Some full-text resources are also available on the Web. The NLM Web site contains the HealthSTAR database, with several evidence-based resources, such as the AHCPR Practice Guidelines, the PHS Guide to Clinical Preventive Services, the HIV/AIDS Treatment Information Service, and the NIH Consensus Conference Reports (text.nlm.nih.gov/). Bandolier, published by the Oxford Anglia National Health Service Region in the United Kingdom, contains concise, evidence-based reviews of current medical care issues (www.jr2.ox.ac.uk/Bandolier/). On a more specific topic, the Helicobacter Foundation, with commercial support, maintains a Web site devoted to the dissemination of scientific information concerning disease caused by Helicobacter pylori (www.helico.com/).

Other evidence-based services currently available for computers in non-Internet formats, such as diskettes and CD-ROM, will probably also be available soon on the Web. These include the reviews of the Cochrane Collaboration (3) as well as this publication, ACP Journal Club. Some publishers already offer tables of contents, abstracts, and some full-text material on the Web, including the American College of Physicians (see URL above), the American Medical Association (www.ama-assn.org/), and the BMJ Publishing Group (www.bmj.com).

Another advantageous Web feature allows searching beyond specific discrete databases. One example of this is Physician's Home Page, a service of Silver Platter, which features not only access to databases but also to critical reviews of literature (www.silverplatter.com/physicians/index.html). A great deal of information on evidence-based medicine itself is available from McMaster University, including users' guides to the medical literature (hiru.mcmaster.ca/).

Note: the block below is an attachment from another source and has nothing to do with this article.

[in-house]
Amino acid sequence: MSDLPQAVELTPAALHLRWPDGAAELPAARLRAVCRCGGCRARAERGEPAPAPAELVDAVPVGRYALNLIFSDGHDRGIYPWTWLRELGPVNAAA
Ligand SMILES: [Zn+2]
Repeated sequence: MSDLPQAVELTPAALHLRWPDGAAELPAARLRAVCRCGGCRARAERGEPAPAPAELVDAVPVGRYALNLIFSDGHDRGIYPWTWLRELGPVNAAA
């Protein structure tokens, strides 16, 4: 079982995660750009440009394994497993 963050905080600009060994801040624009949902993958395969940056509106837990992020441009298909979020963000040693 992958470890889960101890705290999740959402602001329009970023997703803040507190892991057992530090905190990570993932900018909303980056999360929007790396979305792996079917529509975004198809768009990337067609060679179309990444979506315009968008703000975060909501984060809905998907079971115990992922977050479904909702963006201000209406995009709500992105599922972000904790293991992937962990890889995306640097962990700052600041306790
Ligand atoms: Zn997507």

The Internet also provides information for patients and the public. Savvy consumers can now get access to a great deal of information on their diseases and treatments from the Web as well as from discussion groups, electronic mail lists, and information archives (4). They can also learn about clinical centers and support groups that provide services. Patient use of the Internet can be a double-edged sword, especially when it comes to providing evidence-based care. A recent report in The New York Times quoted several physicians whose patients demanded unproven treatments, usually based on anecdotal evidence amplified by world-wide discussion on the Internet (5). This dilemma highlights one of the problems with the Web. As noted above, an oft-touted virtue of the Web is that it allows anyone to become a publisher, simply by putting pages on an Internet server. Although this is a benefit for a democratic society in general, it can be problematic for an activity like evidence-based medicine where practitioners try to make life-and-death decisions based on sound evidence that is properly peer reviewed. Although all of us want our patients to have access to the same high-quality, evidence-based information that we have, the Internet has no peer review or other mechanisms to refute unscientific information (6).

Another problem with the Web can be its slowness. Although the ability to fetch a page in Adelaide, Australia, and display it on a computer in Portland, Oregon, is an impressive technical achievement, the speed of obtaining pages can be slow, especially pages laden with pictures, which take a longer time to transmit than text. This is particularly problematic for users connected via modems, which transmit data much more slowly than do computers connected directly to networks.